Sri Lanka’s Abuse of Press Freedom – Sept. 1,2009
Posted on September 3rd, 2009

Ira de Silva London, Canada

Date: Tue, 1 Sep 2009 21:25:32 -0400

The Editor
National Post
Toronto, Canada
 
Dear Sir:
 
Re: Sri Lanka’s Abuse of Press Freedom – Sept.1,2009
 
J.S. Tissanayagam, a Tamil reporter has received a 20 year sentence after his trial because he was found to have violated Sri Lanka’s laws, specifically the Prevention of Terrorism Act. As all your readers are aware, Sri Lanka has been suffering from Tamil Tiger (LTTE) terrorism for thirty years which is why there is such a law as the Prevention of Terrorism Act. It is no different to similar acts in the U.K. and other countries.
 
If Tissainayagam paid any attention to the laws of the country, he would have known that his actions and blatantly false publications would be subject to the laws of Sri Lanka. He has been tried and found guilty in Sri Lanka based on the laws of Sri Lanka. It does not matter about laws in other countries, although all countries faced with terrorism have such laws in place and some of them are more stringent than Sri Lanka’s laws. He was indicted, had the freedom to choose lawyers to defend him and he also has the right of appeal.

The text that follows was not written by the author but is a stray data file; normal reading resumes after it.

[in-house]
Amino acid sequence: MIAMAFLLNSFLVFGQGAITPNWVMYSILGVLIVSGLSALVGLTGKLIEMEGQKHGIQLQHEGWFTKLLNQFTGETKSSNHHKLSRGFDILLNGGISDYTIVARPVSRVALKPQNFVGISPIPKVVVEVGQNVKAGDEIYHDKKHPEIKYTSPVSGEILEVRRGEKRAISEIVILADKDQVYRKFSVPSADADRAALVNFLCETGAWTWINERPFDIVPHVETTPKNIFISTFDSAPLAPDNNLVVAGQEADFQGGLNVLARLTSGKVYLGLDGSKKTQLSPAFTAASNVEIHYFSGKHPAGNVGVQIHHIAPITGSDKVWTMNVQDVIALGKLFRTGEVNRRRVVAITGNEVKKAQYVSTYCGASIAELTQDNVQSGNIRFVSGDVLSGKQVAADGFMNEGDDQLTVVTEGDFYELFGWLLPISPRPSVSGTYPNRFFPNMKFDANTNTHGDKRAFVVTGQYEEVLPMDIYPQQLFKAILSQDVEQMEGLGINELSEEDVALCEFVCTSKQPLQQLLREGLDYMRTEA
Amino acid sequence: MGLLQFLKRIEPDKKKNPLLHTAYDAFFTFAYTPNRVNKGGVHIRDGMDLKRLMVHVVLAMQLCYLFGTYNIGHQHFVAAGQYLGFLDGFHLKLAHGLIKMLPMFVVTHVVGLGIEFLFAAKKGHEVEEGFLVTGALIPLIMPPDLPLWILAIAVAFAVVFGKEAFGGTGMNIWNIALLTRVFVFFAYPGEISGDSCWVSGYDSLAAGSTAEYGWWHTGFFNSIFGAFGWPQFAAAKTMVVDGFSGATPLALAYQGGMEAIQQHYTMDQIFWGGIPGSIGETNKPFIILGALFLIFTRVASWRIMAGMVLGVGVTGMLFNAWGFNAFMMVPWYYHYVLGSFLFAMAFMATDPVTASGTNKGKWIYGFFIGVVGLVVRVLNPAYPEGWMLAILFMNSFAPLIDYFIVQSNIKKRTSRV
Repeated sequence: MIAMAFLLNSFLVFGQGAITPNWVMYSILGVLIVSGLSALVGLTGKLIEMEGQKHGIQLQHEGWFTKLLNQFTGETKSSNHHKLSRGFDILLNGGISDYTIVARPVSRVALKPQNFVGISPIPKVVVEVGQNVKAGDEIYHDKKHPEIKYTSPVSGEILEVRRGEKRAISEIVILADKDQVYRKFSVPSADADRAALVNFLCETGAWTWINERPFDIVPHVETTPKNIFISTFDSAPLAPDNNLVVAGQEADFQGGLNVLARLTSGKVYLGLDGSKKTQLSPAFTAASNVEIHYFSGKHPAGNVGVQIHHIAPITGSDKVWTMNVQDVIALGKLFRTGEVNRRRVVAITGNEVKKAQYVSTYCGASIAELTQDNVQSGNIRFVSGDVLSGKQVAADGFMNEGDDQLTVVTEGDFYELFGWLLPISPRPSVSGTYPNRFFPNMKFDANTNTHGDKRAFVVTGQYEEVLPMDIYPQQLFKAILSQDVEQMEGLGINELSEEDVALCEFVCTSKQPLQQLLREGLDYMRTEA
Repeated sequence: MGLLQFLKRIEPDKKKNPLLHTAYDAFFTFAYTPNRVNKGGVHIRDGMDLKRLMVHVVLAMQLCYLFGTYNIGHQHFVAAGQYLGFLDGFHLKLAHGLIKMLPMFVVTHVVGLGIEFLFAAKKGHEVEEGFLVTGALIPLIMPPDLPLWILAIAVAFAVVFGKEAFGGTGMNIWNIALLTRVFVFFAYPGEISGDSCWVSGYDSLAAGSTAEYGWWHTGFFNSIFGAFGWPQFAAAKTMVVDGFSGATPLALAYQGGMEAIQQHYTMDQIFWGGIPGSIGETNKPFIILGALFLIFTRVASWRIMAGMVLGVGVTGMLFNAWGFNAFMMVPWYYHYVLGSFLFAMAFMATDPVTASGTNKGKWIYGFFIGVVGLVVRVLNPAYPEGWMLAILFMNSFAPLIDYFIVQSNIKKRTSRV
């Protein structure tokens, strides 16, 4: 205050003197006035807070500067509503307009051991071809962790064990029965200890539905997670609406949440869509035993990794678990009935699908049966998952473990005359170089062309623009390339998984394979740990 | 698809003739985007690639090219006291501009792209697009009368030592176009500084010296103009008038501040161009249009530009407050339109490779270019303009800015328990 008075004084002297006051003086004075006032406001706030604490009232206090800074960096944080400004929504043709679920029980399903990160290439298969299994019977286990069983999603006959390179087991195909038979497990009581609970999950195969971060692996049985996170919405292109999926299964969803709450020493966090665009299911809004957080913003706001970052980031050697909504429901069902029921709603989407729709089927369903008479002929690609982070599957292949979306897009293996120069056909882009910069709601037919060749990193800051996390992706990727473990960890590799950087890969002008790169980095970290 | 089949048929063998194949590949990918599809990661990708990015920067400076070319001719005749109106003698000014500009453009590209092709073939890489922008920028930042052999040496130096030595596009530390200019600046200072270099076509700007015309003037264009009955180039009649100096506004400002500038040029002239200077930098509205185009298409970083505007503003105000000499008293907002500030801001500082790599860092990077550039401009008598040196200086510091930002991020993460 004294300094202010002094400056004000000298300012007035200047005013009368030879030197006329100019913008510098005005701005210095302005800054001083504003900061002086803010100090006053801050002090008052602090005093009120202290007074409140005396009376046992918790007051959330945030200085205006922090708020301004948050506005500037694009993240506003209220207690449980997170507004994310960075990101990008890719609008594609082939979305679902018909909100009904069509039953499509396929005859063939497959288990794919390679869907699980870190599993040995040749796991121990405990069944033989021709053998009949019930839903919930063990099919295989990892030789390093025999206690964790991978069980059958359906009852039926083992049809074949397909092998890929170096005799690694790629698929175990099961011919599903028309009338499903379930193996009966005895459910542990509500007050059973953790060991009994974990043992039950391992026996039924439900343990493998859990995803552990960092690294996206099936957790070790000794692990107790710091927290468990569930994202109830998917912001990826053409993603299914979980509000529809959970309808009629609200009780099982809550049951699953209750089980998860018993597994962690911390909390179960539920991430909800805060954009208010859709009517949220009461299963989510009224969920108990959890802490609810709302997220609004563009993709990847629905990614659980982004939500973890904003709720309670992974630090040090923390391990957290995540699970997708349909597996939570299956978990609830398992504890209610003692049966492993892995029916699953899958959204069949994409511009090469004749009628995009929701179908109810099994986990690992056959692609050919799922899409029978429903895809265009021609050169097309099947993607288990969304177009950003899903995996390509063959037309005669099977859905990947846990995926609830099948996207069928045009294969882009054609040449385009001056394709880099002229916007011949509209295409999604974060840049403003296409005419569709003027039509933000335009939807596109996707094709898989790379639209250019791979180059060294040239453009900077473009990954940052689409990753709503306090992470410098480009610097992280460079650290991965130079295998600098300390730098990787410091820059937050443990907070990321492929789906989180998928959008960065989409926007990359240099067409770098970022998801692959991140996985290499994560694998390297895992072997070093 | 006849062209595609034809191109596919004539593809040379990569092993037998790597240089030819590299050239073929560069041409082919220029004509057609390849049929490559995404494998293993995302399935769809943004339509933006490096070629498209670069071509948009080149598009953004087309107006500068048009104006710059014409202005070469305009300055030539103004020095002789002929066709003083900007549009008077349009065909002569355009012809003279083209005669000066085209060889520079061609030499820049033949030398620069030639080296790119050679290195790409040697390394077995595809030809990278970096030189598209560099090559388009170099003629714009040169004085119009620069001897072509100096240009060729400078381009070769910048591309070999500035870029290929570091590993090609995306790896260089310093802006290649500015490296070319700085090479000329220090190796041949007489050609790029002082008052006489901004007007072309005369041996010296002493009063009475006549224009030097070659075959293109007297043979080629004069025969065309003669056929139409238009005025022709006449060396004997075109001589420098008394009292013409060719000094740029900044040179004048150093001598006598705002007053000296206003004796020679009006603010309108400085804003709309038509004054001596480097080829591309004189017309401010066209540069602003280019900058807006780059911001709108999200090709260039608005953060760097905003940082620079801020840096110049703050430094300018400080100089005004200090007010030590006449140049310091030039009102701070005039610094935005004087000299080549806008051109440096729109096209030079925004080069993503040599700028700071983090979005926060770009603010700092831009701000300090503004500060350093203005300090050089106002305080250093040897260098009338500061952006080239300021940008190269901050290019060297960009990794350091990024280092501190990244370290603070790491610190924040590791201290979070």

If there was “fabrication” it was on the part of the LTTE and Tissainayagam who as you say “criticised wartime tactics employed by the  Sri Lankan leaders including the alleged withholding of food, medicine and other essential items from Tamil areas as a way to strike back at the Tigers”. It can be proved that this was false as there is evidence that it was the Sri Lankan government (people) that provided the food, medicine, essential items FREE to the Tamil people during the entire period of the war and that the LTTE took all this and re-distributed it as they saw fit. It is a fact  (pictorial evidence) that they had so much dry rations that it was used to line their bunkers. Also, administration and education for all in the areas temporarily controlled by the LTTE was paid for by the government.
 
Is it the attitude of the so-called “world press” that journalists are above the laws of the country they reside in? Is it one law for journalists and another for the rest of the public? Where in the world is this the law?  
 
As for the U.S. president highlighting Tissainayagam’s case, it is a matter of presidential opinion. The U.S. president forgets that some of the prisoners being held in Guantanamo Bay, whose criminalities have still to be proven, have being jailed for many more years than Tissainayagam’s trial has taken – he was arrested in March 2008. Tissainayagam flaunted the law in Sri Lanka and is paying the price. Let the U.S. also deal with those they are holding as “terrorists” before they sit in judgement on any other country.
 
Yours truly,
 
Ira de Silva

London, Canada

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